There’s a reason marriage is such a preoccupation of fiction. In the real world, we can never see inside the black box of another couple’s shared life. Thank goodness for novels, which allow us to imagine our way inside instead, to explore the apparent contradictions and wonder how the pair came to be — and how they endured.
Take the Kennedy marriage. On the one hand was the glittering glamour and idealized Camelot of it all. On the other was the president’s well-known, highly public affairs. What explains it? And how did Jackie, a woman of such dignity and poise, come to tolerate this reality?
The ingenuity of Louis Bayard’s new novel, “Jackie & Me,” is that it doesn’t try to penetrate the black box of the Kennedy marriage by writing about it directly. Instead, Bayard seeks an answer by focusing on the before: the years when Jack and Jackie were still two distinct individuals, a young man and a younger woman navigating their ways through Washington.
The story begins in 1952, when Jacqueline Lee Bouvier is invited to a friend’s cocktail party in Northwest D.C. The star of the evening is the handsome congressman from Massachusetts, John Fitzgerald Kennedy, who makes an immediate impression on the women in attendance. “The room had been conquered in advance,” Bayard writes. “Hands had extended, lips had parted.” Jackie hangs back, dismayed by the assumption that she, too, is meant to flock and fawn. Educated at Vassar and the Sorbonne and George Washington, Jackie may only be 22 years old, but she knows herself, and she has no desire to be one among many.
And yet: Sparks of romance fly! Or, at least, a version of romance. The future president perceives Jackie’s assets: not only her loveliness but also her good family name, her complementary Catholicism. Jack wants to keep her interested — and keep her off the market for other men — but he’s too busy (with Congress, with other women) to do this by himself. And thus we meet Lem Billings.
Lem, Jack’s oldest friend from Choate and his accomplice in courtship, is the narrator of “Jackie & Me.” With the wistful frame of retrospect, Lem describes escorting Jackie around town on Jack’s behalf, taking her to museums, movies and restaurants through the spring and summer of 1952. Lem and Jackie share a natural affection, but it’s purely platonic: Lem is gay, which is a large (albeit unspoken) part of the reason Jack trusts him with Jackie.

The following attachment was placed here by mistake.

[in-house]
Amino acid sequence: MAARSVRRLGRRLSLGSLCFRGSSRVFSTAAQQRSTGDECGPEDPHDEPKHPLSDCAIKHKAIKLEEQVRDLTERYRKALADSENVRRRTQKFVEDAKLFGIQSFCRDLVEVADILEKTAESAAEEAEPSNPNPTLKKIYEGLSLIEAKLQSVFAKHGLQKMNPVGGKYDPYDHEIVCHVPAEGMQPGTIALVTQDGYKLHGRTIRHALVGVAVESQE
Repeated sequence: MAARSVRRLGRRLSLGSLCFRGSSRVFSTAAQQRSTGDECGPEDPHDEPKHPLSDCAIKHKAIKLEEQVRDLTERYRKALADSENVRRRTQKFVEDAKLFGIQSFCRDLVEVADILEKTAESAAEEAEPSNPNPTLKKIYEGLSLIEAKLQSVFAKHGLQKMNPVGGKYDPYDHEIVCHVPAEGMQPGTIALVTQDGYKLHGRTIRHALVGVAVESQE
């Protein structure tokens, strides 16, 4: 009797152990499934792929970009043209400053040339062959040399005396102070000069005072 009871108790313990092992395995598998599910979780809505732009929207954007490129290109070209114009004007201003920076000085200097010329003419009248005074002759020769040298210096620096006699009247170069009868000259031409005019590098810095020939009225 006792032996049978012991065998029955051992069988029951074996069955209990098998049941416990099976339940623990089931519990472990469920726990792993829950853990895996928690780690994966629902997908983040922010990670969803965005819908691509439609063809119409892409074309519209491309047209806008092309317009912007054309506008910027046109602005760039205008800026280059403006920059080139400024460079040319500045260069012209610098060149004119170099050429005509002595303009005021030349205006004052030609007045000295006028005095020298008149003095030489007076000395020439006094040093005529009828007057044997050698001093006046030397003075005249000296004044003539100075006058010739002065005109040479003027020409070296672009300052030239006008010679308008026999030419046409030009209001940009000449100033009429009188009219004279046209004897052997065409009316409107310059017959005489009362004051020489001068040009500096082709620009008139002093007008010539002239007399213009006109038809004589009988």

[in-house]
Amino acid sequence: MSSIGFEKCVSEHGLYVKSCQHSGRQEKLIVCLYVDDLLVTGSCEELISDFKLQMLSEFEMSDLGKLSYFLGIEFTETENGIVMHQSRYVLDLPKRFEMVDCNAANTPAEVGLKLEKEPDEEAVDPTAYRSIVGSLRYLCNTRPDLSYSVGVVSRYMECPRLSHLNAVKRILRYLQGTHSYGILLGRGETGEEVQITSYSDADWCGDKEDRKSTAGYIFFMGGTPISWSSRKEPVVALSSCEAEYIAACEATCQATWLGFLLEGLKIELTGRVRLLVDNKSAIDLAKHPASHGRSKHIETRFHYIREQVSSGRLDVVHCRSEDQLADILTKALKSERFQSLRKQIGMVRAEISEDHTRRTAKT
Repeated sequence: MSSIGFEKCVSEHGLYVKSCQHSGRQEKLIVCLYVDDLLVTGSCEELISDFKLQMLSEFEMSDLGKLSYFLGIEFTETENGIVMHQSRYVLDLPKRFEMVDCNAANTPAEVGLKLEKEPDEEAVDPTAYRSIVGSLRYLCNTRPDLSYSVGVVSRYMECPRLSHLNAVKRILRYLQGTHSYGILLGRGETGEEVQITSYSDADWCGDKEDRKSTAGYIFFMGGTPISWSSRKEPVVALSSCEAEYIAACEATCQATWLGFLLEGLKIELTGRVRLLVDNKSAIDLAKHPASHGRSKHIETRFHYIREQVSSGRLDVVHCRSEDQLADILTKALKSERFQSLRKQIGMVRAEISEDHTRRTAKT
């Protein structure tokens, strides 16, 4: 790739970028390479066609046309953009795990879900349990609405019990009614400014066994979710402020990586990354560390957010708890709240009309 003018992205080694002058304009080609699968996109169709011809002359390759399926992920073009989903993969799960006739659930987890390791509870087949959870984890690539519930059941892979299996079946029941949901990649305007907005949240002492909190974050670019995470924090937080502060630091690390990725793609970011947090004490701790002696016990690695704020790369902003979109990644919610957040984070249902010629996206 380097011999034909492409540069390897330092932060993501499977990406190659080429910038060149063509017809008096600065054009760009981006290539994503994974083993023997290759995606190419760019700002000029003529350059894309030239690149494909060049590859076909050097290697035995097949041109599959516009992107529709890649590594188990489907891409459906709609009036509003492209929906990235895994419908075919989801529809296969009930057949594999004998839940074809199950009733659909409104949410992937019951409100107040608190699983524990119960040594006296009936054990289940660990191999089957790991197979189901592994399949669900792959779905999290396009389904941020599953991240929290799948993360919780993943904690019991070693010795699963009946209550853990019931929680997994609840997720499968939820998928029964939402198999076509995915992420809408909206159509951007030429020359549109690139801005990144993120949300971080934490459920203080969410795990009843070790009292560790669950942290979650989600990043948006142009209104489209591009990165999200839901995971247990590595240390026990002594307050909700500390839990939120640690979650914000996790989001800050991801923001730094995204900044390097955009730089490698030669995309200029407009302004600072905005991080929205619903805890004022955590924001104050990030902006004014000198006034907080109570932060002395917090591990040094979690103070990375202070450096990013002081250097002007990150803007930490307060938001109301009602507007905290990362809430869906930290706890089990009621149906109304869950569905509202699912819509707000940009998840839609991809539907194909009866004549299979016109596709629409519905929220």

“Jackie & Me” is a poignant, late-summer-afternoon kind of novel. There is a sweet, timeless joy in Lem and Jackie’s shared scenes — riding the Ferris wheel, cracking silly jokes — and the pages turn easily, even if the tension never quite reaches more than a low simmer. These are two central characters who are, for the most part, stuck in a holding pattern, subject to the whims of another.
Bayard thoughtfully explores the question of what it means to repress one’s own desires, to shape one’s life and identity around another person. Lem has always been enamored by his friend Jack, although his loyalty doesn’t necessarily mean naivete. When asked to keep an eye on Jackie, Lem puts it to Jack bluntly: “If you’re going to send me on a secret mission, I need to know who my spymaster is.” Jack himself? Or is it “the boss man in Hyannis? Who am I working for? To what end?”
To what end? Jack is equally blunt: “Dad thinks I can’t get elected if I don’t have a wife.”
Bayard captures his characters with deft economy (Jackie, on her first visit to Hyannis Port: “To make sense of her three days and two nights with the Kennedys, she had to come at them like Margaret Mead in a pith helmet”). We see how Lem admires Jackie, admires her culture and refinement. We also see how, as he strings her along on Jack’s behalf, he feels increasingly guilty. Lem is perfectly aware of his friend’s sexual appetites and how those appetites are destined to continue, even after marriage. He’s torn. He wants to serve Jack, but he also wants to protect Jackie.
A quibble: Lem’s pervasive guilt could imply that he is responsible for Jackie’s position, that he manipulated her into a certain outcome. But is Jackie, in fact, so pliable? Jackie, it seems to me, is far too smart not to see precisely what is happening. She is cultured and refined, yes, but a woman who loves art and literature can also be a woman with matter-of-fact ambitions, willing to make pragmatic accommodations. There is a way in which “Jackie & Me” denies the future first lady these darker possibilities and, in that, denies her true complexity.
None of this, though, ultimately detracts from the sheer enjoyability of this novel. “Jackie & Me” is a story perfectly tuned to our ongoing fascination with the Kennedy marriage — and a novel, like Jackie herself, with charm to spare.
Anna Pitoniak is the author of “The Futures,” “Necessary People” and “Our American Friend.”
Jackie & Me
By Louis Bayard
Algonquin. 352 pp. $28
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